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A toolkit to create code-first HTTP reverse proxies on ASP.NET Core
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README.md

ProxyKit

Image

Build Status NuGet Feedz

ℹ️ master branch is now focused on the next major version, 3. To view docs related to the current supported release, go to releases/2.x branch. Pull requests for the current release should target that branch.

A toolkit to create code-first HTTP Reverse Proxies hosted in ASP.NET Core as middleware. This allows focused code-first proxies that can be embedded in existing ASP.NET Core applications or deployed as a standalone server. Deployable anywhere ASP.NET Core is deployable such as Windows, Linux, Containers and Serverless (with caveats).

Having built proxies many times before, I felt it is time to make a package. Forked from ASP.NET labs, it has been heavily modified with a different API, to facilitate a wider variety of proxying scenarios (i.e. routing based on a JWT claim) and interception of the proxy requests / responses for customization of headers and (optionally) request / response bodies. It also uses HttpClientFactory internally that will mitigate against DNS caching issues making it suitable for microservice / container environments.

Contents

1. Quick Start

1.1. Install

ProxyKit is a NetStandard2.0 package. Install into your ASP.NET Core project:

dotnet add package ProxyKit

1.2. Forward HTTP Requests

In your Startup, add the proxy service:

public void ConfigureServices(IServiceCollection services)
{
    ...
    services.AddProxy();
    ...
}

Forward HTTP requests to upstream-server:5001:

public void Configure(IApplicationBuilder app)
{
    app.RunProxy(context => context
        .ForwardTo("http://upstream-server:5001/")
        .AddXForwardedHeaders()
        .Send());
}

snippet source | anchor

What is happening here?

  1. context.ForwardTo(upstreamHost) is an extension method on HttpContext that creates and initializes an HttpRequestMessage with the original request headers copied over, yielding a ForwardContext.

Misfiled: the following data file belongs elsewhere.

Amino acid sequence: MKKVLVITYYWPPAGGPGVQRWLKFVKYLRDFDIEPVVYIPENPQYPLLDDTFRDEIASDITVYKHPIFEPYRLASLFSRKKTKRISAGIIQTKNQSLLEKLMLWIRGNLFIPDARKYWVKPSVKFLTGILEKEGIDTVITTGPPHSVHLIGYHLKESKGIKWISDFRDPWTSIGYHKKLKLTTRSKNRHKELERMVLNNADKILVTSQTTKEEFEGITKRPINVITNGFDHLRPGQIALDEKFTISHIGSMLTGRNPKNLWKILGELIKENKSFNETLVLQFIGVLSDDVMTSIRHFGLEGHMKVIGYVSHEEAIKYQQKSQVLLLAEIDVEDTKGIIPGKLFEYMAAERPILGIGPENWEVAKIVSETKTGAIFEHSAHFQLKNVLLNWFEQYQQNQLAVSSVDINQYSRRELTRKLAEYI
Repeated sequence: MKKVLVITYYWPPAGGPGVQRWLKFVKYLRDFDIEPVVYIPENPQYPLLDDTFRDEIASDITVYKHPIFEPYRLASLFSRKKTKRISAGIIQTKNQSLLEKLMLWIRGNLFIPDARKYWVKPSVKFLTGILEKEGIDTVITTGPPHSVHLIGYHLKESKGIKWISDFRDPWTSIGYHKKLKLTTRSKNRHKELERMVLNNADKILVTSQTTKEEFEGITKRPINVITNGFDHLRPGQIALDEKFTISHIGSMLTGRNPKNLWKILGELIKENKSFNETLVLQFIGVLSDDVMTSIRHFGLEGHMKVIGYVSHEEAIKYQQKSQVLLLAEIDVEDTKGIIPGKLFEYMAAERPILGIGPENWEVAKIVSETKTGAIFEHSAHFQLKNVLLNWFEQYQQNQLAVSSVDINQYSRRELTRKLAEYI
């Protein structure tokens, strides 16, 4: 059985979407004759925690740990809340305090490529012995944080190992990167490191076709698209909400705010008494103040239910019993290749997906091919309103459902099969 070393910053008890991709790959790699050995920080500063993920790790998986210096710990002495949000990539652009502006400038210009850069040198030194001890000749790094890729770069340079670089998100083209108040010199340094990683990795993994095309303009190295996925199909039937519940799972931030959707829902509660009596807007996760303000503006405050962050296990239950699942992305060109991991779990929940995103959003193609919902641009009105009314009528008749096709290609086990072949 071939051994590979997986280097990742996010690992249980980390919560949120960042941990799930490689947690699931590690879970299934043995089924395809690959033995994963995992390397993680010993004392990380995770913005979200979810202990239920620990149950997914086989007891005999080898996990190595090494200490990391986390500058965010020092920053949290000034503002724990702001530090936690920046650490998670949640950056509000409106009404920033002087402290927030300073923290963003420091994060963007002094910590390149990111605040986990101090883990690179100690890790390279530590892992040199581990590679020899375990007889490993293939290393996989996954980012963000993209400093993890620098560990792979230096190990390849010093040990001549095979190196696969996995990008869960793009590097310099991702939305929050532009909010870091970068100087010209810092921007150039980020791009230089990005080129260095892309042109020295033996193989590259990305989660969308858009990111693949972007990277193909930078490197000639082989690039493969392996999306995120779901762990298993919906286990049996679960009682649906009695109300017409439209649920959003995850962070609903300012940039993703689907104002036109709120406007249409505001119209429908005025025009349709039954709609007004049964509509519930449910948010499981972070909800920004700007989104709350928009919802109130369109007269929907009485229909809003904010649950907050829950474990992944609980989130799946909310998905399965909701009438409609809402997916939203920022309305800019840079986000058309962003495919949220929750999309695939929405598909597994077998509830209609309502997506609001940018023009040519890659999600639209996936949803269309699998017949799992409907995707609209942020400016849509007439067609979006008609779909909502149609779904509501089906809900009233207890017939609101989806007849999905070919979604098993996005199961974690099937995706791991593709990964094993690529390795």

2. AddXForwardedHeaders adds X-Forwarded-For, X-Forwarded-Host, X-Forwarded-Proto and X-Forwarded-PathBase headers to the upstream request.
  3. Send Sends the forward request to the upstream server and returns an HttpResponseMessage.
  4. The proxy middleware then takes the response and applies it to HttpContext.Response.

Note: RunProxy is terminal - anything added to the pipeline after RunProxy will never be executed.

1.3. Forward WebSocket Requests

Forward WebSocket requests to upstream-server:5002:

public void Configure(IApplicationBuilder app)
{
    app.UseWebSockets();
    app.UseWebSocketProxy(
        context => new Uri("ws://upstream-host:80/"),
        options => options.AddXForwardedHeaders());
}

snippet source | anchor

What is happening here?

  1. app.UseWebSockets() must first be added otherwise websocket requests will never be handled by ProxyKit.
  2. The first parameter must return the URI of the upstream host with a scheme of ws://.
  3. The second parameter options allows you to do some customisation of the initial upstream requests such as adding some headers.

2. Core Features

2.1. Customising the upstream HTTP request

One can modify the upstream request headers prior to sending them to suit customisation needs. ProxyKit doesn't add, remove, nor modify any headers by default; one must opt in any behaviours explicitly.

In this example we will add a X-Correlation-ID header if the incoming request does not bear one:

public const string XCorrelationId = "X-Correlation-ID";

public void Configure(IApplicationBuilder app)
{
    app.RunProxy(context =>
    {
        var forwardContext = context.ForwardTo("http://upstream-server:5001/");
        if (!forwardContext.UpstreamRequest.Headers.Contains(XCorrelationId))
        {
            forwardContext.UpstreamRequest.Headers.Add(XCorrelationId, Guid.NewGuid().ToString());
        }
        return forwardContext.Send();
    });
}

snippet source | anchor

This can be encapsulated as an extension method:

public static class CorrelationIdExtensions
{
    public const string XCorrelationId = "X-Correlation-ID";